Non-Communicable Diseases: 60 Percent of Deaths, One Percent of Funding

In public health interventions, as with other kinds of interventions, recognizing that a problem exists is the first step toward successfully solving it.  Today, the United Nations seems poised to take the major step of recognizing that non-communicable diseases – which include cancer, diabetes, heart disease, and others – are a problem that governments and advocates the world over must come together to address.  The body will vote on a resolution calling for a summit to “develop strategic responses to these diseases and their repercussions.”

Our chief executive officer, John R. Seffrin, along with the CEOs of the American Heart Association and the American Diabetes Association,  has written an op-ed for CNN.com urging the United States and other governments to vote in favor of holding the summit. Non-communicable diseases cause 60 percent of deaths globally, but as a group receive about one percent of health funding.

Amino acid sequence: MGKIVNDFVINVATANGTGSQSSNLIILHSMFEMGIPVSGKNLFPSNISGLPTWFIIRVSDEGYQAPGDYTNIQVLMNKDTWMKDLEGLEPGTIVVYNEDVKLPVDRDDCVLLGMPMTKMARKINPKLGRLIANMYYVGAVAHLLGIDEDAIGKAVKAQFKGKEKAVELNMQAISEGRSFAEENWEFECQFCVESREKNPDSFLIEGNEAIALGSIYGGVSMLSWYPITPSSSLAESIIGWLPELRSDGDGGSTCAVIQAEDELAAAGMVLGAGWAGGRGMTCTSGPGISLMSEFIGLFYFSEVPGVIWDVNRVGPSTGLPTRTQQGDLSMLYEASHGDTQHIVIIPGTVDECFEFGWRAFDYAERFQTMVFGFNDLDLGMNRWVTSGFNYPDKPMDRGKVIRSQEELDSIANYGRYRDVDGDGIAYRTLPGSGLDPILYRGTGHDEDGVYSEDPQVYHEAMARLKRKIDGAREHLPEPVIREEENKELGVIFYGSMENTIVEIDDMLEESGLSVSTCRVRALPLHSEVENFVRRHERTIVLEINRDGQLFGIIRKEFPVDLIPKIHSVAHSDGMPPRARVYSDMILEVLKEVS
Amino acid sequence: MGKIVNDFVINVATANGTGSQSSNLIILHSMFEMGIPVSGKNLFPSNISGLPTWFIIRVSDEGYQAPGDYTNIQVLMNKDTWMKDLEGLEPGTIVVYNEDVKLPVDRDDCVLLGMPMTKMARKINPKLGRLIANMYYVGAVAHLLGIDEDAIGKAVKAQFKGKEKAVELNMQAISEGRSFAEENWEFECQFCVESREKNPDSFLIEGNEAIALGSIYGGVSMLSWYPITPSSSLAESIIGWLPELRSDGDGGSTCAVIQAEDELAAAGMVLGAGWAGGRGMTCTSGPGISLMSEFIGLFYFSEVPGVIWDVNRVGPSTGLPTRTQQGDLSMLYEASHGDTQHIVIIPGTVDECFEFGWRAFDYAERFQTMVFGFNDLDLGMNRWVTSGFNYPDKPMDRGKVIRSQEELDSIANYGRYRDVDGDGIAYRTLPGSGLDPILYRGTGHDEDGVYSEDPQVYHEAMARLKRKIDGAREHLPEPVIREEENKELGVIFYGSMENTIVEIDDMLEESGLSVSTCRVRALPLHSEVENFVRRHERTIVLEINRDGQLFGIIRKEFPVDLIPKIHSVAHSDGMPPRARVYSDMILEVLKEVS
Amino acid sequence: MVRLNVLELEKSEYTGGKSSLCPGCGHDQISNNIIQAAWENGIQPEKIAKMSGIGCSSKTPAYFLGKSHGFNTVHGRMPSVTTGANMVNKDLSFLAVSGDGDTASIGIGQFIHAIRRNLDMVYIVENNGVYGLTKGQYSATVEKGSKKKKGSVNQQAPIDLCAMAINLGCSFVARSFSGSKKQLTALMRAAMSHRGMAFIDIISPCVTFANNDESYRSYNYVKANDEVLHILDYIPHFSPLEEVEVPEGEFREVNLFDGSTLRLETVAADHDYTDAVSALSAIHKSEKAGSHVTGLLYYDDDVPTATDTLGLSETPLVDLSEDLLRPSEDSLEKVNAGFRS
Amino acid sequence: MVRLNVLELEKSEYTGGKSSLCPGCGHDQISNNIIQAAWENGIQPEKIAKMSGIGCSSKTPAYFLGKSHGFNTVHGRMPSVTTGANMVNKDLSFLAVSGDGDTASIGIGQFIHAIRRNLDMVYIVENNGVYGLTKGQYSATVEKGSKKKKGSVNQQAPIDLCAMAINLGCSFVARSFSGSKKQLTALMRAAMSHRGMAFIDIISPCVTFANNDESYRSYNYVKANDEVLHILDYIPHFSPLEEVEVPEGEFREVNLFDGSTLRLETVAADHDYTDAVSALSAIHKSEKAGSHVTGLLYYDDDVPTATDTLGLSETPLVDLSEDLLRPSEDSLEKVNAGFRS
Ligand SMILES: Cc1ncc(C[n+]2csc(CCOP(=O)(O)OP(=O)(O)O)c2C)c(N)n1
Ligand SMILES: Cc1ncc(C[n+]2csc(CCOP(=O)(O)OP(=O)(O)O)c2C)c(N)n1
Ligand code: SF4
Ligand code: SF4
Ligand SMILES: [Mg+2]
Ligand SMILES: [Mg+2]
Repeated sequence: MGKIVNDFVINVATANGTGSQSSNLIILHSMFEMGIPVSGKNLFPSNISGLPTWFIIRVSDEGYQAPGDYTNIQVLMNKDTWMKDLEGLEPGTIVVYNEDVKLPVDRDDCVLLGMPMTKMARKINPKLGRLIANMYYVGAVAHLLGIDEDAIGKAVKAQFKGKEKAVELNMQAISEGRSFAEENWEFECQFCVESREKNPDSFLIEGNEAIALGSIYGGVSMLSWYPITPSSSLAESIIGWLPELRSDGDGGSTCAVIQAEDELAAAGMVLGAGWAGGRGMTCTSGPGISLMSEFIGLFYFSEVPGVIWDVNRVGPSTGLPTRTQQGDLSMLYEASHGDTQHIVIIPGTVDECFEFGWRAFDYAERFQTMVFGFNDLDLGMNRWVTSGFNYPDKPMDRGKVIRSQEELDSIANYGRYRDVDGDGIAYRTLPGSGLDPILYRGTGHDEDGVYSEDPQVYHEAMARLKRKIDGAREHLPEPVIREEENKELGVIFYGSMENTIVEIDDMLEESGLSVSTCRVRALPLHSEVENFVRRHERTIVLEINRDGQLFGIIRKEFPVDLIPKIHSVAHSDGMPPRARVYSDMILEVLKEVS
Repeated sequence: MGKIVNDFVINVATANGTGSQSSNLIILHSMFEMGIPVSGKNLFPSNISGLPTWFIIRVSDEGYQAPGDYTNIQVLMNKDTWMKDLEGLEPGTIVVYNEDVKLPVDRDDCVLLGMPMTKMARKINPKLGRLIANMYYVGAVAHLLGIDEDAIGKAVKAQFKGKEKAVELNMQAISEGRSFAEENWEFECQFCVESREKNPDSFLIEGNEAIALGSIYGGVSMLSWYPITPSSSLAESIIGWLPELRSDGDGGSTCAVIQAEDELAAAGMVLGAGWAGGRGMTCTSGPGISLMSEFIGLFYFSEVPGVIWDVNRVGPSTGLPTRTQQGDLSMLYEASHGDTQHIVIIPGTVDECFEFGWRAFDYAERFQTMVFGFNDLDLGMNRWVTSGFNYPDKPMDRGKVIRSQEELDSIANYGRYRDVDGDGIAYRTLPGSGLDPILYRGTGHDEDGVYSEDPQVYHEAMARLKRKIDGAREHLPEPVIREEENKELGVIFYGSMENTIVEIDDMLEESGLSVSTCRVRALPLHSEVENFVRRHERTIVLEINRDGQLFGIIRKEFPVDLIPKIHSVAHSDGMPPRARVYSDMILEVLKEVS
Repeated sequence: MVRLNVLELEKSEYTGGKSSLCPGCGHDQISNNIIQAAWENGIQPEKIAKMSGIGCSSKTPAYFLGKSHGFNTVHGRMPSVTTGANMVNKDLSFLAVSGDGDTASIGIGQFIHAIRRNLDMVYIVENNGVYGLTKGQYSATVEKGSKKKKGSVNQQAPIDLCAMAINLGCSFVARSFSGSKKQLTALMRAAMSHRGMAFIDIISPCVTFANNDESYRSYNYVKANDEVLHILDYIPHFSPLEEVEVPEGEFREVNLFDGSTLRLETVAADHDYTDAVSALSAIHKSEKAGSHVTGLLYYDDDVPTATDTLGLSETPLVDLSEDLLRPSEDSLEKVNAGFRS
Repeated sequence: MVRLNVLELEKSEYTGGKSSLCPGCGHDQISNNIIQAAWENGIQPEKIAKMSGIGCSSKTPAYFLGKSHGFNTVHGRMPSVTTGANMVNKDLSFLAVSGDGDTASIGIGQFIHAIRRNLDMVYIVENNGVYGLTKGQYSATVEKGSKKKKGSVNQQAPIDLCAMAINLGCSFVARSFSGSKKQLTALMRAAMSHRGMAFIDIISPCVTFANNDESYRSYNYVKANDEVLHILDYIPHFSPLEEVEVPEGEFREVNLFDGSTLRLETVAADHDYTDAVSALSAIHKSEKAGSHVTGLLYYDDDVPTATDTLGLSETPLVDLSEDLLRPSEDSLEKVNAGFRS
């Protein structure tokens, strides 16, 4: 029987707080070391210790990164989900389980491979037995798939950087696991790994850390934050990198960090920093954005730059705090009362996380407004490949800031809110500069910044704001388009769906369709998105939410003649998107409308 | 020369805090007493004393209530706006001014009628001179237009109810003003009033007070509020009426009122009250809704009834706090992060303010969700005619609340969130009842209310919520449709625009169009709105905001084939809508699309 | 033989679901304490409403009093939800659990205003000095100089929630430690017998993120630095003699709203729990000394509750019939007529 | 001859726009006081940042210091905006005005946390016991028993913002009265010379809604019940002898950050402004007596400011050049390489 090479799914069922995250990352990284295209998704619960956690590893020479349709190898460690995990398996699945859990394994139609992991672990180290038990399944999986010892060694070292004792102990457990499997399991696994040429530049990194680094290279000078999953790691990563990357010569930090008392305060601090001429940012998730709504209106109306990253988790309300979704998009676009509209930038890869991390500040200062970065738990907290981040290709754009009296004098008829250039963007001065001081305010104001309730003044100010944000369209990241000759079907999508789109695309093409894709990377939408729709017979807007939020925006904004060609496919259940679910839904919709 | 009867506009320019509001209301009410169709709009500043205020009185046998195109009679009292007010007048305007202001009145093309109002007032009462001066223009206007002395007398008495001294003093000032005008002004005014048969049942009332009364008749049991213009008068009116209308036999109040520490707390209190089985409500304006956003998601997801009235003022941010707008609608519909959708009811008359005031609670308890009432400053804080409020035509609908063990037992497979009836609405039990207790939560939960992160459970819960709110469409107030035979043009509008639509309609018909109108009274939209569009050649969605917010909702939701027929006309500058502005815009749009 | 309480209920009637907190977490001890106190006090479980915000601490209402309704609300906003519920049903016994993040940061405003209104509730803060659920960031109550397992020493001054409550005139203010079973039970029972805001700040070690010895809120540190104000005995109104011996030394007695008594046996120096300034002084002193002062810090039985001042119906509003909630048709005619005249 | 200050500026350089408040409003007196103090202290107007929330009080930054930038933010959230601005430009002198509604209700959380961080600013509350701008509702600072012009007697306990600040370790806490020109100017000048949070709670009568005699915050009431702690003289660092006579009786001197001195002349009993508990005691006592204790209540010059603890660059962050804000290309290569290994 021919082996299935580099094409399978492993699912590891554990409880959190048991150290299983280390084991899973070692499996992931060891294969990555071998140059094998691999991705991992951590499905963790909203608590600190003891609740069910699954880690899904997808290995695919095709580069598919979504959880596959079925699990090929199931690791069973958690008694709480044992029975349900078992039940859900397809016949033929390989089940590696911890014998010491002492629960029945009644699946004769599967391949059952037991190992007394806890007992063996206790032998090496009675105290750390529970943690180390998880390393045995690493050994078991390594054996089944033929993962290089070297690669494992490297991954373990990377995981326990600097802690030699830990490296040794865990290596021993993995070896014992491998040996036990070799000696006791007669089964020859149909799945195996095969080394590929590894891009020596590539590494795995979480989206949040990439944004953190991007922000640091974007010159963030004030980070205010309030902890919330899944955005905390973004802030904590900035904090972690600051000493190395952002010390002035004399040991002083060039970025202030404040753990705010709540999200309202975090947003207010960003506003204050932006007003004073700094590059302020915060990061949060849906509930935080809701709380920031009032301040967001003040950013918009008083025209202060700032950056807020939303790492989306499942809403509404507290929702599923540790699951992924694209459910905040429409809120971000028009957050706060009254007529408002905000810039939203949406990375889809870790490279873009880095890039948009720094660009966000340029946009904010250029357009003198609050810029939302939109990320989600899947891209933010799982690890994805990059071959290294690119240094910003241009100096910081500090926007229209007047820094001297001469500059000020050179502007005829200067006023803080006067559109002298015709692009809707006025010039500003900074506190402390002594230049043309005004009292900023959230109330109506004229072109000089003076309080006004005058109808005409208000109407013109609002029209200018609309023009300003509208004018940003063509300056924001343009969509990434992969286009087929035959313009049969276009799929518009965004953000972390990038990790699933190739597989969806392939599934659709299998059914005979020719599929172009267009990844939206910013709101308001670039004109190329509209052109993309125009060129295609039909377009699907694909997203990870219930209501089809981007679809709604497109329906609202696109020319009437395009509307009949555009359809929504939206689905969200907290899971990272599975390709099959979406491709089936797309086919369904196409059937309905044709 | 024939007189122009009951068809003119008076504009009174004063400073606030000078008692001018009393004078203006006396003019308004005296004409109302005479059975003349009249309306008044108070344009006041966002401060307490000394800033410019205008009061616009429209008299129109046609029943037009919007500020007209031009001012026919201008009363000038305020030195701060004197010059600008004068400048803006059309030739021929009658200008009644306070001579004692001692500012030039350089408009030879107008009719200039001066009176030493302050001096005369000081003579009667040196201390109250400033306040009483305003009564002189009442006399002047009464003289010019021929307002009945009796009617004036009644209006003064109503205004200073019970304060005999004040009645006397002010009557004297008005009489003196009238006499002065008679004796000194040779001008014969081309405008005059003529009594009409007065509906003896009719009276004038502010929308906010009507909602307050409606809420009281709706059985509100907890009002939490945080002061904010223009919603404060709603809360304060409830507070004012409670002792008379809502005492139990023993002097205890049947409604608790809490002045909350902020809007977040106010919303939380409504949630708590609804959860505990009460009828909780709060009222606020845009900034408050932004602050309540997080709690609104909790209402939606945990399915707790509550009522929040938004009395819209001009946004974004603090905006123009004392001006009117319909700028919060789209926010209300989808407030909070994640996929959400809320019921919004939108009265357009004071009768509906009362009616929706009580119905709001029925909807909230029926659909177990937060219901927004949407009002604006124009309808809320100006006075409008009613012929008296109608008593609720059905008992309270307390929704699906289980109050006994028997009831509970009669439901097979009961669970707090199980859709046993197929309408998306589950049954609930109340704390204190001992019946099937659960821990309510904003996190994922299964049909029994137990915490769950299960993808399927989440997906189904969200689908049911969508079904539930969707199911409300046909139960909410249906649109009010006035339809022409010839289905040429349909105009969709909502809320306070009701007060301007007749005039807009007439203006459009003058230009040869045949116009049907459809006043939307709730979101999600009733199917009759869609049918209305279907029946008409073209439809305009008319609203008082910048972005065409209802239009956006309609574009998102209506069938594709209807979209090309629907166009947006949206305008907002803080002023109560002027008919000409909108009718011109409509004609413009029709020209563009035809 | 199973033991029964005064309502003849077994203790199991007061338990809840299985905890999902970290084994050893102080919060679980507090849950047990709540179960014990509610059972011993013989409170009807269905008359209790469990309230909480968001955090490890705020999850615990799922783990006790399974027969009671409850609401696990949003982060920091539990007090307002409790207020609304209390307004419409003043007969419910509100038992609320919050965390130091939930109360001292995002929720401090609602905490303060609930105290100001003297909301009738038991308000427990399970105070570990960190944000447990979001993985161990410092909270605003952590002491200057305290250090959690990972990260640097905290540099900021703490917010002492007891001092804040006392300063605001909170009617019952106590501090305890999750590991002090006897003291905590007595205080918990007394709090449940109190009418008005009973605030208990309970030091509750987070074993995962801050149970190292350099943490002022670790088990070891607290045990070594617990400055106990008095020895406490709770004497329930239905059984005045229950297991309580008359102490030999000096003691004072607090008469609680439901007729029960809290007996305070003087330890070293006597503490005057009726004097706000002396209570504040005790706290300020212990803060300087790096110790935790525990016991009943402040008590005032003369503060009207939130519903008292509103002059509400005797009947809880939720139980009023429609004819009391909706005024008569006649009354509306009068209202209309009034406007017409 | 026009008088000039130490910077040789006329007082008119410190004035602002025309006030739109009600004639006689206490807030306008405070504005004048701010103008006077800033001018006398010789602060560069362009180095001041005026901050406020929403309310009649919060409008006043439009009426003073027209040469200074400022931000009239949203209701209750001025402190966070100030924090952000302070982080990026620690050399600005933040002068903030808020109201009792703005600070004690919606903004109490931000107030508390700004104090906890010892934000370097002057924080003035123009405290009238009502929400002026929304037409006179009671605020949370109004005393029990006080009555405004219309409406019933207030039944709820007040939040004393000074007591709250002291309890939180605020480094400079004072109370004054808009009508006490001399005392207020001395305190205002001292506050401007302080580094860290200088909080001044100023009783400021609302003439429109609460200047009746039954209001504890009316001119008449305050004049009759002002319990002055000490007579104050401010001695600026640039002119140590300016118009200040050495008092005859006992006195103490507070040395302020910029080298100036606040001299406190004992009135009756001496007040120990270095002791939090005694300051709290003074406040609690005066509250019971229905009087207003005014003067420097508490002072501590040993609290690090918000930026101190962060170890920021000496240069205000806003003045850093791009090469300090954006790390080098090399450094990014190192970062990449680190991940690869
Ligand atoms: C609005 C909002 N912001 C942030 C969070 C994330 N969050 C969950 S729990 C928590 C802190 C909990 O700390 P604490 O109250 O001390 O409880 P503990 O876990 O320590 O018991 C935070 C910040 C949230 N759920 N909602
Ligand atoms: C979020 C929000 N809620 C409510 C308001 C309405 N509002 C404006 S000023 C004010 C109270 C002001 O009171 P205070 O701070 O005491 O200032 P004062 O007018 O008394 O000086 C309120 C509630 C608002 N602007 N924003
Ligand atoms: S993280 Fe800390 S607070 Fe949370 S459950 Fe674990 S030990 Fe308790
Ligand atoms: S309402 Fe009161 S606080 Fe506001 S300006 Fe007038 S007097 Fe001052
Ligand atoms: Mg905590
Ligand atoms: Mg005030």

What are some of the repercussions of non-communicable diseases in different parts of the world? There is both a devastating human toll, and a severe drag on economies. Much of the suffering is in low- and middle-resource countries, where 80 percent of global deaths, or 28 million, occur each year. From the op-ed:

  • In Mexico, 75 percent of deaths are attributable to noncommunicable disease.
  • In India, two fifths of deaths were from noncommunicable disease in 1990; by 2020, it is projected to increase to 66 percent.
  • According to the World Health Organization, the costs of heart disease, stroke and diabetes alone could reduce the gross domestic product in Russia, China and India by 1 to 5 percent within five years. In these countries, the cumulative loss in national income from chronic disease between 2005 and 2015 could exceed $1 trillion.

Why is the UN vote so important in stemming the damage caused by this group of diseases? Again, from the op-ed:

This summit would raise the profile of noncommunicable diseases on the global stage, mobilize the international community to take action and secure the commitment of heads of state to address this neglected epidemic of epidemics. It was a similar meeting in 2001 that paved the way for an international response to the HIV/AIDS crisis.

Recognizing the problem is extremely important. This summit, if approved, will set the stage for a cooperative global effort against a neglected epidemic.

About asbecker

is Director of Media Relations. He is the New York-based member of the national media relations team. His work includes all patient and fami
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